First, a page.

Printed from https://www.writing.com/main/view_item/item_id/2189832-Nothingyet3
Printer Friendly Page Tell A Friend
No ratings.
by Maple
Rated: E · Chapter · Fantasy · #2189832
Just getting ideas out
The winds tore through the third floor landing on and off, sometimes still enough to seem like it'd stopped and sometimes strong enough the send plant pots scattering. It brought bits of snow it picked up off the ground, pelting her face with freezing drops. She pressed her scarf up her face, burying her nose in it, and turned the lock. After it clicked, she turned it back again.
Once more, the deadbolt slid home, and with her free hand she yanked up her jacket zipper some more, shuddering despite its protection. Perhaps it was because of the cold, or, more likely, because of what she was doing.
Again, the lock thunked into place, and her eyebrows knit together as she thought more about it. Would she really be safe there? Would they even let her in? After all, she'd turned down their first offer. Honestly, she'd barely stopped herself from laughing in their faces.
Again with the lock. But there was no other option. They were the only ones she could think of that might help. She could only hope their invitation still stood. She pulled at the edge of the scarf, tightening it around her numb face.
Surely they'd understand? She could hardly have been the only one to shoot them down and hide from them every time after that, ducking into the corner by her window so they wouldn't think she was home. They weren't the first group to insist the world was ending.
They were the first to be right, though. And how was she supposed to know that? Know that this would be the group to believe? She didn't have to join the cult, surely?
She hoped they'd offer her the protection they'd promised, shelter her from the disaster felling thousands, no millions, left and right.
The news had suggested a plague the first week. A sudden, unpredictable plague, and 'scientists are on it, gathering research and combining theories for how to combat it'.
The second week "survivors" told interviewers how they'd watched friends collapse with sudden heart attacks, or drown in open air because their lungs stopped working, or scream unending as their hands and legs and faces rotted and their skin and muscle fell away until they were nothing more than bones. They'd seen their loved ones touched by death, but what she'd come to realize was that there were no survivors. Anyone afflicted died; these "survivors" had merely watched.
The third week, the news stopped coming on. In fact, no channels aired anymore.
The sixth week, the radio broadcasts stopped.
All the while she'd stayed inside, pushed her sofa against the door, her bookcases against the windows, stuffed rags into vents and any other openings she could think of. Remaining cooped up was no issue for her. It was something she was used to.
What she wasn't used to was not knowing. The worry gnawed at her constantly, until she couldn't stand it anymore. She need to do something, take action.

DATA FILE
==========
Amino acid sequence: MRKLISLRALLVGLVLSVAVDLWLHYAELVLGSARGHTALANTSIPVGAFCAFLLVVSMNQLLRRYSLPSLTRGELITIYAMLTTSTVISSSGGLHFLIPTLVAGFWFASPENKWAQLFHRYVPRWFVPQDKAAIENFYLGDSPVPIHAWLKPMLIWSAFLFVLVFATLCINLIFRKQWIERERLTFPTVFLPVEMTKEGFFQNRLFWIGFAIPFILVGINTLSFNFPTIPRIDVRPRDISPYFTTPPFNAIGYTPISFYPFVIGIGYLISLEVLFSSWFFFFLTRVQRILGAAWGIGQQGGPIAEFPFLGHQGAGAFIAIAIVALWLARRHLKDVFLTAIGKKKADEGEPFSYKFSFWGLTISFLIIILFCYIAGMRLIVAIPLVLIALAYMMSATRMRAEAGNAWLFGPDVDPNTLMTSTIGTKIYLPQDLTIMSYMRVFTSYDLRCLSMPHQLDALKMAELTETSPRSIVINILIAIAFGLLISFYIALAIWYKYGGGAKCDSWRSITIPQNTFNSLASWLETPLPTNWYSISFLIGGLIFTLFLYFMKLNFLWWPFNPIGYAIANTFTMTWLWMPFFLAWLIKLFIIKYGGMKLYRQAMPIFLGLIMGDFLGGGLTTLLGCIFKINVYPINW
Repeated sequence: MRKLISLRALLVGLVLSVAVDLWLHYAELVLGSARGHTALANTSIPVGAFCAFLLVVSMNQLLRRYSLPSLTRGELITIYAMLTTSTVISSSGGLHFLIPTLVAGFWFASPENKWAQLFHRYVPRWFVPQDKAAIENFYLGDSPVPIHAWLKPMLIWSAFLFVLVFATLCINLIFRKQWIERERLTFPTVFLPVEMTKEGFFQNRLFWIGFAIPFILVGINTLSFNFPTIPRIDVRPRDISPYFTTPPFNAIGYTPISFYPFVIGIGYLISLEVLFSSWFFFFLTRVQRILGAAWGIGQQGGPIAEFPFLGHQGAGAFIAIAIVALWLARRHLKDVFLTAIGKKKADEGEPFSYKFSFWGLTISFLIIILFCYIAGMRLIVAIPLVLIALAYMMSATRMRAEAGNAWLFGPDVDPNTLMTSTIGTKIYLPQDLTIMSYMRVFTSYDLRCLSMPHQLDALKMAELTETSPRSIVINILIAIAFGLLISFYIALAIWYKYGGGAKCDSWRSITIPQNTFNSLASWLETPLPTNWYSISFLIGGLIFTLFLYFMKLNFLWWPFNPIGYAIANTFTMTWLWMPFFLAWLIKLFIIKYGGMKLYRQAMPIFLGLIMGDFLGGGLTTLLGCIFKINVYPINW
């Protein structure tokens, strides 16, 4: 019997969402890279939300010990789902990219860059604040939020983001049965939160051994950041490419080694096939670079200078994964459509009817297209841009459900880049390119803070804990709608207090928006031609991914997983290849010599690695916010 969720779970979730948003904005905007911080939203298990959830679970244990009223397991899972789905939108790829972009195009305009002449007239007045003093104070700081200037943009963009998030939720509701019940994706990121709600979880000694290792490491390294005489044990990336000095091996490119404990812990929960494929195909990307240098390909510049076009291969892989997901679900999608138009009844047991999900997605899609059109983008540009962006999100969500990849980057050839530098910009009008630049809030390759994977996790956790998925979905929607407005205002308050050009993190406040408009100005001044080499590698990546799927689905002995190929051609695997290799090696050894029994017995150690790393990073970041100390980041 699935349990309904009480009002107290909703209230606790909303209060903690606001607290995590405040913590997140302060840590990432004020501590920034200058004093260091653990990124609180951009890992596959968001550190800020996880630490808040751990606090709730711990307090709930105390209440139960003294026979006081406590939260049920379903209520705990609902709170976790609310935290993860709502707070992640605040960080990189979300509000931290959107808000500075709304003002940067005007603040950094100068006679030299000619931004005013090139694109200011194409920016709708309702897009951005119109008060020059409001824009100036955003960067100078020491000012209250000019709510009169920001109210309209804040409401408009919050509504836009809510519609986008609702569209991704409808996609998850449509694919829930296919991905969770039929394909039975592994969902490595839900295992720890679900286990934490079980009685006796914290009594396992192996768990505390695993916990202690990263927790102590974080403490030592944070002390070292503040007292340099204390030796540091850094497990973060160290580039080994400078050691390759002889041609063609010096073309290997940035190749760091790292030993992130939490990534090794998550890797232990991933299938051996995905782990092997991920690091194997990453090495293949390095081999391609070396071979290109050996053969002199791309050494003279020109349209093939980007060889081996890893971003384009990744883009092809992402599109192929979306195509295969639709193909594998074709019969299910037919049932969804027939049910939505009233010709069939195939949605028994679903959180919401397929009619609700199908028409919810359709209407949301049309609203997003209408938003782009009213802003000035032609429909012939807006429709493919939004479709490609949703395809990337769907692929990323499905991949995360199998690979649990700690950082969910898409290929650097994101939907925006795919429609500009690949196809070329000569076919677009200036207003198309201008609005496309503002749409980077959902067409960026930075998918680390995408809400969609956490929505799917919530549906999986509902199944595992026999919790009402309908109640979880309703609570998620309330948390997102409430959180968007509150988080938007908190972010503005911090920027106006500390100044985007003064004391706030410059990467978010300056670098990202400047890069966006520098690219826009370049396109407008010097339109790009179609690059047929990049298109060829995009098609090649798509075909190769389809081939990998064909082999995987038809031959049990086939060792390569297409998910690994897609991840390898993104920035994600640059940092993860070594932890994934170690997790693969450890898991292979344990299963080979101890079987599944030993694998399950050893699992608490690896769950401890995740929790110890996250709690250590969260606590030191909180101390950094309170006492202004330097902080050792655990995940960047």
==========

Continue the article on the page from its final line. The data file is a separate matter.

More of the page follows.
Unfortunately this was the only course she could come up with. Her steps rang out into the silence as she descending the metal staircase but were quickly swallowed by the layer of snow coating the courtyard. Eighteen stairs, nineteen steps. Upon reaching the last on each flight, she stepped up once more and then back down. Twenty-one steps each. Good.
She continued, wrapping her hands around the straps of her backpack, head down against the bitter cold. Cults were never good from what she'd heard of them, which admittedly mostly came from scary stories and tabloids.
But when they'd come to her apartment and insisted danger was just around the corner, that soon Death himself would come to claim the living world, well... honestly, how was she supposed to not take that as insane. She'd been scared of them because of the intensity of their belief, because of how outlandish they were.
She was still terrified, but now the fear that they'd been right outweighed the fear of them.
Leaving the complex, she gave one last glance around, noting the broken door screens, the boards nailed over windows, the eerie stillness. Were there others still hidden within their homes? Or was it as empty as it seemed?
Her feet crunched on the snow, and she noted how smooth it was. No footprints, animal or person, as far as she could see. Even the street was devoid of life. She passed cars pulled off on the side of the road, apparently forgotten, and even cars that had been ditched in the middle of the street. Perhaps they'd run out of gas?
She stopped only briefly at a couple, brushing snow from the windows and trying to peer inside. She thought she should be thankful those she chose were empty.
As she continued, the quiet weighing on her ears just as though she were in a noisy stadium, she flipped out her wallet. Inside she checked that her license was there. A black-and-white version of herself stared back at her, her name, "Dyranora Velasquez" stretched out beside it. She thought she'd need it to prove they'd invited her.
Yra checked her ID six more times before she was satisfied enough to stuff it back into her pocket. She let her hand stay with it, trying to let it warm up inside her jeans to no avail.
Not too far, she told herself.
You can do this.
© Copyright 2019 Maple (maplespice at Writing.Com). All rights reserved.
Writing.Com, its affiliates and syndicates have been granted non-exclusive rights to display this work.
Printed from https://www.writing.com/main/view_item/item_id/2189832-Nothingyet3